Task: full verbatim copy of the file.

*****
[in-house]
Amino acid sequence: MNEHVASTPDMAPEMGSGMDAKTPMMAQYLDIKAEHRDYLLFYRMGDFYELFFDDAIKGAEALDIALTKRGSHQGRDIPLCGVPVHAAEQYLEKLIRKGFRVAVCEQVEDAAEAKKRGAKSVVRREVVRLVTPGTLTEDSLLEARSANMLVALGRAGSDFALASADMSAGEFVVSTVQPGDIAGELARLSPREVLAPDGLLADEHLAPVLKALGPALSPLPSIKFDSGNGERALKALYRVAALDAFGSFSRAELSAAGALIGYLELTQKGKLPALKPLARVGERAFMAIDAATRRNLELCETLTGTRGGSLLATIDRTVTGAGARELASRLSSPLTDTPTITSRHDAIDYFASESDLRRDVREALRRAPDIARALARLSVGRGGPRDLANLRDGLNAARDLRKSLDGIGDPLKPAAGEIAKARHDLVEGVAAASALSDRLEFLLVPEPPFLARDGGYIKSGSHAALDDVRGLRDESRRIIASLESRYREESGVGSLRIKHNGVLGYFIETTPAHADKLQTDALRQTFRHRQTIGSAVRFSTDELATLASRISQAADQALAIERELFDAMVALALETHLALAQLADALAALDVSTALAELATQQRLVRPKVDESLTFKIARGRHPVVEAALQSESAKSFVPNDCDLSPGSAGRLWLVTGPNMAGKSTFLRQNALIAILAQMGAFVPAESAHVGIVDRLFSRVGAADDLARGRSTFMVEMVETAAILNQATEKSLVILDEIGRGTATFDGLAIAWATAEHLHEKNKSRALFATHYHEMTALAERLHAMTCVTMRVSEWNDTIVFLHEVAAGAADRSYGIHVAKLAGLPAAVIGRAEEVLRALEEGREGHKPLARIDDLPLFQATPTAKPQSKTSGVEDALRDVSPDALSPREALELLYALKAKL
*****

[in-house]
Amino acid sequence: MNEHVASTPDMAPEMGSGMDAKTPMMAQYLDIKAEHRDYLLFYRMGDFYELFFDDAIKGAEALDIALTKRGSHQGRDIPLCGVPVHAAEQYLEKLIRKGFRVAVCEQVEDAAEAKKRGAKSVVRREVVRLVTPGTLTEDSLLEARSANMLVALGRAGSDFALASADMSAGEFVVSTVQPGDIAGELARLSPREVLAPDGLLADEHLAPVLKALGPALSPLPSIKFDSGNGERALKALYRVAALDAFGSFSRAELSAAGALIGYLELTQKGKLPALKPLARVGERAFMAIDAATRRNLELCETLTGTRGGSLLATIDRTVTGAGARELASRLSSPLTDTPTITSRHDAIDYFASESDLRRDVREALRRAPDIARALARLSVGRGGPRDLANLRDGLNAARDLRKSLDGIGDPLKPAAGEIAKARHDLVEGVAAASALSDRLEFLLVPEPPFLARDGGYIKSGSHAALDDVRGLRDESRRIIASLESRYREESGVGSLRIKHNGVLGYFIETTPAHADKLQTDALRQTFRHRQTIGSAVRFSTDELATLASRISQAADQALAIERELFDAMVALALETHLALAQLADALAALDVSTALAELATQQRLVRPKVDESLTFKIARGRHPVVEAALQSESAKSFVPNDCDLSPGSAGRLWLVTGPNMAGKSTFLRQNALIAILAQMGAFVPAESAHVGIVDRLFSRVGAADDLARGRSTFMVEMVETAAILNQATEKSLVILDEIGRGTATFDGLAIAWATAEHLHEKNKSRALFATHYHEMTALAERLHAMTCVTMRVSEWNDTIVFLHEVAAGAADRSYGIHVAKLAGLPAAVIGRAEEVLRALEEGREGHKPLARIDDLPLFQATPTAKPQSKTSGVEDALRDVSPDALSPREALELLYALKAKL